Lactobacillus biofilms and anti-Candida activity

Lactobacilli are the presiding members of the healthy human vaginal microbiota and are considered the first defense line from pathogen infection, including vulvovaginal candidiasis (VVC), whereas biofilm is the predominant microbial growth form in nature.

A study that assessed the capability of 16 vaginal Lactobacillus (L.) strains to form biofilms found that L. crispatus and L. plantarum strains exhibited the best fungistatic profile.1

The Italian study in the journal Frontiers in Microbiology also concluded that biofilms enhanced their anti-Candida (anti-C.) activity.

Lactobacilli are the presiding members of the healthy human vaginal microbiota and are considered the first defense line from pathogen infection, including vulvovaginal candidiasis (VVC), whereas biofilm is the predominant microbial growth form in nature.

The formation of biofilms inside the human body has important implications in health and disease, according to the authors, who cited that the formation of biofilm by members of the human resident microbiota is helpful because it can improve microbial persistence and influence functionality.

“Biofilm formation by members of the healthy human microbiota represents a crucial issue in the field of microbial physiology and host–microbiota interactions, beyond supporting the development of new antimycotic strategies based on probiotics grown in adherence,” wrote the authors.

The C. strains belonged to a broad collection of yeasts isolated from vaginal swabs of premenopausal, VVC-affected women during routine diagnostic procedures at the microbiology laboratory of Sant’Orsola-Malpighi University Hospital of Bologna in Italy.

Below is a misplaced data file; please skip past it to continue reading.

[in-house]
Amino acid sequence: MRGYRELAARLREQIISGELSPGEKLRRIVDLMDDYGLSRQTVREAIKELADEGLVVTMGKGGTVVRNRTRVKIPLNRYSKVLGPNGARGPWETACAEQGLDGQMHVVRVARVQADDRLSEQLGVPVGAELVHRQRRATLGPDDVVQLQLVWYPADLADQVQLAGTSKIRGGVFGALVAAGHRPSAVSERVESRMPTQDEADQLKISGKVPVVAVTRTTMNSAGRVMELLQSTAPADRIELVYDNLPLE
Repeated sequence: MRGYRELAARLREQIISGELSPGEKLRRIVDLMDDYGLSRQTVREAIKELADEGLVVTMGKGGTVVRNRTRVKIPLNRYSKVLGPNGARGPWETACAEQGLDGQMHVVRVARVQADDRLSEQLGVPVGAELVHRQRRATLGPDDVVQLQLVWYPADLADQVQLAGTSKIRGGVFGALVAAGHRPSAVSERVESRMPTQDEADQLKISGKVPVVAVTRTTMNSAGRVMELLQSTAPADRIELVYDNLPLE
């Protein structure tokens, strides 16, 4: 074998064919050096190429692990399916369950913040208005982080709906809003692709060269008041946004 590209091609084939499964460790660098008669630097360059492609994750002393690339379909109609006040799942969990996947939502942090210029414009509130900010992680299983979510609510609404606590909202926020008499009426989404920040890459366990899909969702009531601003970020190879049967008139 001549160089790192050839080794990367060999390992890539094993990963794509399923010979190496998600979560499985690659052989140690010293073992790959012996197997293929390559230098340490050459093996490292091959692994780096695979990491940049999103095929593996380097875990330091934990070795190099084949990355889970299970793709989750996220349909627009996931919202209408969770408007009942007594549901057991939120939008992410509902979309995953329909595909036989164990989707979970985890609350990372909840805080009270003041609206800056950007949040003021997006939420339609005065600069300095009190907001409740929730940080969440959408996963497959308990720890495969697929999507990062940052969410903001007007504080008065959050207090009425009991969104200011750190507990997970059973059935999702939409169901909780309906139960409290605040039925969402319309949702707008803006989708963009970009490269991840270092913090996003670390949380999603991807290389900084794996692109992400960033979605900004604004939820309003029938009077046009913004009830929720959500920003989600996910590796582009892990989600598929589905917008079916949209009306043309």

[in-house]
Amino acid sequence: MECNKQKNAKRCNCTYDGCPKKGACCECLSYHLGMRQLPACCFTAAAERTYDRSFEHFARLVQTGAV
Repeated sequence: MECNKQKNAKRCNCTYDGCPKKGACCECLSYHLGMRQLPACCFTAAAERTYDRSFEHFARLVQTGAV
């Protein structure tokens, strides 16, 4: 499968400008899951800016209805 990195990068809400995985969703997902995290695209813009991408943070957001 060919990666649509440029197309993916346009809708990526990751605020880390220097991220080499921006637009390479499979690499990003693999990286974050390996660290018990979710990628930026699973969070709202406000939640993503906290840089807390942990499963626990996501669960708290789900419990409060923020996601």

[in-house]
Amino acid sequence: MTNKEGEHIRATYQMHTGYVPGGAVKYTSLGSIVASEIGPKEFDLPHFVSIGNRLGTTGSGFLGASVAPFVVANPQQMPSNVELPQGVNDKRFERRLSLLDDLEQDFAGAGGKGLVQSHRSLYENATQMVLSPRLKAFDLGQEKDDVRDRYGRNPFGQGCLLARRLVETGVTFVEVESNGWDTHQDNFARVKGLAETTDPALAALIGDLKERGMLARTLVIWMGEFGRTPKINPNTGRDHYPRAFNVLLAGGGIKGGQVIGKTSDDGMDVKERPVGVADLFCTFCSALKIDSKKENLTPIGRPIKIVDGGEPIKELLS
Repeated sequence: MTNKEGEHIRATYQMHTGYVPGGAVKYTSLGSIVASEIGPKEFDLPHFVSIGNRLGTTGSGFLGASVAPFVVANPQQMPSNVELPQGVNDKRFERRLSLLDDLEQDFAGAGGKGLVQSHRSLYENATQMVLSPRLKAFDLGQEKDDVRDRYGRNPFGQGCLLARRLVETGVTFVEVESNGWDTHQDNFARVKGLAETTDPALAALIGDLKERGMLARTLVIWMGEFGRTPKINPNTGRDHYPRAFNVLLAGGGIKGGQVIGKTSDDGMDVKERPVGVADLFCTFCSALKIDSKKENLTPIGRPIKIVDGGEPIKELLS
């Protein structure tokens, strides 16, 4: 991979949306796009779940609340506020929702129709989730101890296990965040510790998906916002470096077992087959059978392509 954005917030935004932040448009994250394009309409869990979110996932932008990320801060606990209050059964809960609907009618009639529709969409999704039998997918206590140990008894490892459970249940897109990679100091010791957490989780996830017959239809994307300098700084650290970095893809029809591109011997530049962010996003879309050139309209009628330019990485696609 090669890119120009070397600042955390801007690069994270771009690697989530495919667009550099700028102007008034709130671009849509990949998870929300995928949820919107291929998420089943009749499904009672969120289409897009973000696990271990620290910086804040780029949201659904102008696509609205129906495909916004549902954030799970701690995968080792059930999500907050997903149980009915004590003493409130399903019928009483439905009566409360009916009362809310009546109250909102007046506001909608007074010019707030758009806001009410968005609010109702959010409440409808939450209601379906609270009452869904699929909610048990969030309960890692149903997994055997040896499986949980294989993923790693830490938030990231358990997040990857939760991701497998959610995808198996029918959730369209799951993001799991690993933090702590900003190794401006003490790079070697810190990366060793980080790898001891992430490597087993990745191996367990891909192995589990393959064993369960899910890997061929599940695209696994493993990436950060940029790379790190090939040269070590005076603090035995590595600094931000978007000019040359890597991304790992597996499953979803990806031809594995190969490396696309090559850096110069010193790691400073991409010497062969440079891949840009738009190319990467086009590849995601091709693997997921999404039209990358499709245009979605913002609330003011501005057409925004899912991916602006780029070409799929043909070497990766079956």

The metabolome of the cultures was also assessed by 1H-nuclear magnetic resonance spectroscopy.

The 16 vaginal L. strains evaluated belong to L. crispatusL. actobacillus gasseri, L. vaginalis, and L. plantarum species.

L. plantarum strains were the best biofilm producers, while there was high variability in the level of biofilm formation among L. crispatus and L. gasseri strains.

In addition, culture supernatants derived from L. biofilm and planktonic growth were tested against a panel of Candida clinical isolates: C. albicans, C. glabrata, C. lusitaniaeC. tropicalisC. krusei, and C. parapsilosis.

L. crispatus and L. plantarum strains demonstrated the best fungistatic profile, and biofilms enhanced their anti-C. activity. But L. gasseri strains were more effective when grown in a planktonic mode.

The biofilm/planktonic mode of growth also affects L. metabolism, primarily impacting nitrogen and amino acid pathways, while anti-C. activity is strictly linked to carbohydrate metabolism

The shift from a L. planktonic culture to an adherent form indicatesnotable differences in the metabolism of nitrogen and amino acids, likely a key role of this molecule category in the formation of an adherent biomass, as has previously been proposed for L. paraplantarum.

Specifically, alanine and lysine were produced/released at higher amounts by L. in the biofilm form versus the planktonic one, whereas methionine was highly consumed by L. in biofilm growth, thus supporting previous research that the methionine pathway is connected to the biofilm formation process.

The current study underscores the interdependence between microbial mode of growth, metabolism, and functional properties.

Study results also add credence to using L. crispatus or L. gasseri as probiotics to prevent VVC or to restore vaginal eubiosis status, as well as helping to develop fourth-generation probiotics that are based on biofilm-forming strains and encapsulation techniques.

Future studies on L. biofilm formation in the vaginal niche should be designed to better understand its physiological role, according to the authors, and support the development of new antimycotic strategies based on probiotics grown in adherence.

Reference

  1. Parolin C, Croatti V, Laghi L, et al.Lactobacillus biofilms influence anti-Candida activity. Front Microbiol. Published online October 29, 2021. doi:10.3389/fmicb.2021.7503682